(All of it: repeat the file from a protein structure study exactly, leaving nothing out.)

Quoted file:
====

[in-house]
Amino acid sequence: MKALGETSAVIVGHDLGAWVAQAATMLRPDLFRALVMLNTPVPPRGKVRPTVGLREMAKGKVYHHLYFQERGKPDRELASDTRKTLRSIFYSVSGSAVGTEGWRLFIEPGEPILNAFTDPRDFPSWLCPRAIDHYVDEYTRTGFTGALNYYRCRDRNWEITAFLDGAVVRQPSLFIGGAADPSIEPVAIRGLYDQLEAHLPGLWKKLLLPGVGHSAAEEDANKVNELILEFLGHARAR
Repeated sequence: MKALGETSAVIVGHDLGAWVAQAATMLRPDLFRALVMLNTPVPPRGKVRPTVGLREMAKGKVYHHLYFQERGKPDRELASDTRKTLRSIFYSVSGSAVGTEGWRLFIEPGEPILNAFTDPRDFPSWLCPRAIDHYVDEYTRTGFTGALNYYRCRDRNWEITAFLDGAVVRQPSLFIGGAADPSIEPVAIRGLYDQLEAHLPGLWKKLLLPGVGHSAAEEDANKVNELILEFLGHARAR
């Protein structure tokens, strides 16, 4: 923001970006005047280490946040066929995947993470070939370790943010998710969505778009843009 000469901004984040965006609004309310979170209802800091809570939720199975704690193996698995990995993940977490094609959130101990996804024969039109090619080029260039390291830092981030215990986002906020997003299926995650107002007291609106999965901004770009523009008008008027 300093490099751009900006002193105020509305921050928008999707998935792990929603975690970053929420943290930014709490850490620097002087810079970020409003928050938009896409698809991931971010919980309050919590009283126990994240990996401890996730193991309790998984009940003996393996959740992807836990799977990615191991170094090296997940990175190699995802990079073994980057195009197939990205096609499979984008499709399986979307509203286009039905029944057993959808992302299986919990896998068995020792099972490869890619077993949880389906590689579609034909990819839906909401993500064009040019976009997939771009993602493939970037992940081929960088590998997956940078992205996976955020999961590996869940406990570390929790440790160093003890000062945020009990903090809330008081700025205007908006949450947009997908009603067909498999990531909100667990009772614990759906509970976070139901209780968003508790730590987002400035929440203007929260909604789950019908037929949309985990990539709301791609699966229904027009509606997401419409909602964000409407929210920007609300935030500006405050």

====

[in-house]
Amino acid sequence: MKALGETSAVIVGHDLGAWVAQAATMLRPDLFRALVMLNTPVPPRGKVRPTVGLREMAKGKVYHHLYFQERGKPDRELASDTRKTLRSIFYSVSGSAVGTEGWRLFIEPGEPILNAFTDPRDFPSWLCPRAIDHYVDEYTRTGFTGALNYYRCRDRNWEITAFLDGAVVRQPSLFIGGAADPSIEPVAIRGLYDQLEAHLPGLWKKLLLPGVGHSAAEEDANKVNELILEFLGHARAR
Repeated sequence: MKALGETSAVIVGHDLGAWVAQAATMLRPDLFRALVMLNTPVPPRGKVRPTVGLREMAKGKVYHHLYFQERGKPDRELASDTRKTLRSIFYSVSGSAVGTEGWRLFIEPGEPILNAFTDPRDFPSWLCPRAIDHYVDEYTRTGFTGALNYYRCRDRNWEITAFLDGAVVRQPSLFIGGAADPSIEPVAIRGLYDQLEAHLPGLWKKLLLPGVGHSAAEEDANKVNELILEFLGHARAR
């Protein structure tokens, strides 16, 4: 923001970006005047280490946040066929995947993470070939370790943010998710969505778009843009 000469901004984040965006609004309310979170209802800091809570939720199975704690193996698995990995993940977490094609959130101990996804024969039109090619080029260039390291830092981030215990986002906020997003299926995650107002007291609106999965901004770009523009008008008027 300093490099751009900006002193105020509305921050928008999707998935792990929603975690970053929420943290930014709490850490620097002087810079970020409003928050938009896409698809991931971010919980309050919590009283126990994240990996401890996730193991309790998984009940003996393996959740992807836990799977990615191991170094090296997940990175190699995802990079073994980057195009197939990205096609499979984008499709399986979307509203286009039905029944057993959808992302299986919990896998068995020792099972490869890619077993949880389906590689579609034909990819839906909401993500064009040019976009997939771009993602493939970037992940081929960088590998997956940078992205996976955020999961590996869940406990570390929790440790160093003890000062945020009990903090809330008081700025205007908006949450947009997908009603067909498999990531909100667990009772614990759906509970976070139901209780968003508790730590987002400035929440203007929260909604789950019908037929949309985990990539709301791609699966229904027009509606997401419409909602964000409407929210920007609300935030500006405050």